Speak For Yourself: Lord Apex Interviewed

“We’ve been pushing this shit and now we're at a point where it's eventually being seen..."

There are few artists that can boast the same work rate as Lord Apex. “I came up in a mixtape era when all my favourite artists were dropping new projects, like once a month,” explains Apex, who has dropped yearly projects at a minimum. “We’ve been pushing this shit and now we’re at a point where it’s eventually being seen.”

The rapper from West London is known for his sharp and layered raps over jazz-infused beats, with multi-volume mixtape series ‘Smoke Sessions’ enrapturing an audience that holds firm with rap fans globally.   Next comes the highly-anticipated studio album ‘The Good Fight’, a release that starts the turning of a new page. The album compelled Apex to change his production methods: “I’m not very big on re-recording anything. Whereas with this project, it was the first time I pushed myself to really assess and change things.” But he still approaches each song in the same fashion: “When I start the song, I don’t know where it’s going…but I’m really connected to certain emotions sometimes which helps me write. Just like if you do a painting on a blank canvas.”

The new project features a number of established guest producers: ”I got to work with a few producers that I’ve built up a relationship with over the years, and on top of that, more highly-respected producers.” At the top of this list is one of his biggest inspirations: the hip-hop legend Madlib. The album also features bars from Freddie Gibbs, with Lord Apex recruiting only those at the top of their game for this project. Put simply: the levels are being reached.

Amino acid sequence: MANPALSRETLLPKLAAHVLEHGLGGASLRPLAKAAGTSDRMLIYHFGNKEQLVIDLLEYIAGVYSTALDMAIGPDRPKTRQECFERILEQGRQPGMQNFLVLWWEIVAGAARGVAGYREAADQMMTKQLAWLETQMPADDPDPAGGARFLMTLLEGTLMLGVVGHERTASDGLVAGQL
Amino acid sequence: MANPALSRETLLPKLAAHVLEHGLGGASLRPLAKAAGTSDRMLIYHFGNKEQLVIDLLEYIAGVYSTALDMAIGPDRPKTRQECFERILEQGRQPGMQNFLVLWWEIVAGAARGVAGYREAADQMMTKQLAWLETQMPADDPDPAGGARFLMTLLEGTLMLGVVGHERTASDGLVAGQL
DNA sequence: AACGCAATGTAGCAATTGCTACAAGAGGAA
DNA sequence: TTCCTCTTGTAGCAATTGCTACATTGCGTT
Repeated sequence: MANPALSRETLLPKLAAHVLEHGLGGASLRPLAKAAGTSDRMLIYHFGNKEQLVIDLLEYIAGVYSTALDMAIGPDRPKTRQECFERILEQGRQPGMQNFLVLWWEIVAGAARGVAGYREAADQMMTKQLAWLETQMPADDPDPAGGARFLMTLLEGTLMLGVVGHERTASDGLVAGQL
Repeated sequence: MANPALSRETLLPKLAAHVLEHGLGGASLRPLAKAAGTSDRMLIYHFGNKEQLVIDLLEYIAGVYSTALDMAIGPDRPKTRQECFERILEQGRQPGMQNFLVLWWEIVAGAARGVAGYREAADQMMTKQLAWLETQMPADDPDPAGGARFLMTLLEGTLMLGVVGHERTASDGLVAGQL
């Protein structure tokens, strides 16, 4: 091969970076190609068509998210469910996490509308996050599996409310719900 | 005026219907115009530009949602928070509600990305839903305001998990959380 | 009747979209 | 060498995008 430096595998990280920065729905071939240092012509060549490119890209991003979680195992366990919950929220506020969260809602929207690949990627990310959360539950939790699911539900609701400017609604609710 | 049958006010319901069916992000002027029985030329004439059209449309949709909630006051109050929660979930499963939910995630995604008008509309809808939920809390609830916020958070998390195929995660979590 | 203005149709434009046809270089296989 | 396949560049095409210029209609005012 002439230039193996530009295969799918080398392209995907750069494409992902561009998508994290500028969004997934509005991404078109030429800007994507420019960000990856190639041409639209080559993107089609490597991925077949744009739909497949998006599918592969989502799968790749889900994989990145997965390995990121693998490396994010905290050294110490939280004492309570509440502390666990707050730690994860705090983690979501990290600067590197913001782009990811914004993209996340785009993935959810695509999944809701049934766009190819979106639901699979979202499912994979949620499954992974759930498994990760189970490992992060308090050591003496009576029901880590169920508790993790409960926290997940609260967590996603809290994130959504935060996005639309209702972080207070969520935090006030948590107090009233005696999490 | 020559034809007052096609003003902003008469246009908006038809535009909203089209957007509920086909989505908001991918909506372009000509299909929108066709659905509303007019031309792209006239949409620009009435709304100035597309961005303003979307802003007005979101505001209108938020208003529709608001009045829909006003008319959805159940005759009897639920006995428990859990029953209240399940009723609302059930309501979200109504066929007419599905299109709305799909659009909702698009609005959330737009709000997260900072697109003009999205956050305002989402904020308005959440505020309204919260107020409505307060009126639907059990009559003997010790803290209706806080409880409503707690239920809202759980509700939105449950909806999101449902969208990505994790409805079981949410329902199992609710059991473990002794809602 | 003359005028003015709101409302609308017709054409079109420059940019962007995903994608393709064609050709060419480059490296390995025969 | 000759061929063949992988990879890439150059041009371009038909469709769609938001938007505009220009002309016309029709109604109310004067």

The album includes a breadth of production that taps into all moods, Apex effortlessly switching flows and characteristics throughout. The Londoner wanted to expand his musical trajectory further. “I see myself progressing and getting more into the artistry of the music on the instrumentation, so you’ve got music for all ages,” he says. His influences include MF Doom, who brought different personalities into his music, something Apex wants to explore himself. “Music is unlimited. A lot of my favourite artists have got alter-egos, and I feel like they’ve done that so they can express themselves in the same way.”

Growth is a continuous motion for Lord Apex. “Your style should never stay the same unless you’re truly comfortable. If I owned one sort of sound, I wouldn’t even want to be on it again,” he avows. The grind from Lord Apex has paid off, now it’s time to expand. 

‘The Good Fight’ is out now.

Words: Joe Hale

Photography: Zeyaad Ahmed

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